When I set up Expectancy, I made the mistake of trying to be all things to all my potential customers. I wanted to offer clinical services to pregnant women, as well as professional courses. Not only did I want to provide education for midwives, but also for doulas, antenatal teachers and therapists. This meant that I was trying to spread myself and my colleagues (and my limited advertising budget) across at least four different markets. Indeed, my adverts were completely unclear because we had tried to have a “one size fits all” leaflet – which just did not work. Everyone was confused – including the team. It was only later that I made the decision to focus solely on offering professional courses preparing the students to provide their own clinical services that it started to make sense. When I finally decided to concentrate entirely on marketing courses and business services for midwives there was a consequent substantial growth in income. If I’d taken time and explored specifically what I wanted to do, I may have achieved success more quickly and more productively. You can’t start everything at once, and your business will develop as you grow.

Discuss your thoughts and plans with your family, your colleagues and, if possible, talk about your ideas with potential users of your services. Is there a market in your area for what you want to offer, and will women pay for it? You will need to be aware of what’s available to women via your local NHS services. For example, if you’ve decided to offer postnatal care and lactation services, be sure that you know how much - or how little – of this is provided by the local maternity services. Similarly, it would be difficult, both in business and professional terms, to offer a service for women who want to avoid induction of labour by accessing complementary therapies if your local maternity unit had already implemented a postdates pregnancy clinic. Perhaps you could start earlier than 40 weeks’ gestation and offer a pre-birth preparation package instead? Research the competition and look at ways in which you may be able to offer something different or better. Which service providers in your area are successful, or more successful than others? Do they have a particular focus on how they market (sell) their services? Are there other midwives or doulas in your area already offering what you are considering?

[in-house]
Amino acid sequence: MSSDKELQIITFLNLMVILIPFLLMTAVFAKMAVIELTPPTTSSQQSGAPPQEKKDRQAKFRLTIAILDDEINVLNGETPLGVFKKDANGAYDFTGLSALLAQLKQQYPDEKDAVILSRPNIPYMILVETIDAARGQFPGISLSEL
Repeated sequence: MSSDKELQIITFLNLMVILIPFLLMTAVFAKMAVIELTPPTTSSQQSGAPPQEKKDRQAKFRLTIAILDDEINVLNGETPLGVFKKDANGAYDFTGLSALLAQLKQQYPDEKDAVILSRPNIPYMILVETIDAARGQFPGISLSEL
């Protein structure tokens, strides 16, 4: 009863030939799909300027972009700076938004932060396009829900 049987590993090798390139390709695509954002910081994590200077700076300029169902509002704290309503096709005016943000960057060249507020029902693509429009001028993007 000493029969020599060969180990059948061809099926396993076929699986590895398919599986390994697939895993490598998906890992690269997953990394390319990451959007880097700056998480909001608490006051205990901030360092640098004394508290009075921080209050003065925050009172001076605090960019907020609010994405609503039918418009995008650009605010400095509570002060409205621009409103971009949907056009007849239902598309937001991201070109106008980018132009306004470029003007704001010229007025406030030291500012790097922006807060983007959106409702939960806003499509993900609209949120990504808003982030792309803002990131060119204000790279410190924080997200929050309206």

Taken from Denise’s book The Business of Maternity Care, a guide for midwives and doulas setting up in private practice (Tiran 2019)


Published : 13/05/2024

What Is A Practising Midwife?

Why is it that many midwives believe - incorrectly - that those who are not working in NHS clinical midwifery are not practising midwives? 

 I recently saw a Facebook question asking who had left midwifery and wanting to know what they were doing now. Almost half of respondents actually stated that they had "left" midwifery - yet they were still registered for NHS bank work or had roles that required a midwifery (or nursing) registration, such as safeguarding. There were one or two ex-midwives now working as doulas (in which case they are required to lapse their midwifery registration), but the majority were practising midwives by virtue of still being on the NMC register, even if they were not employed by the NHS.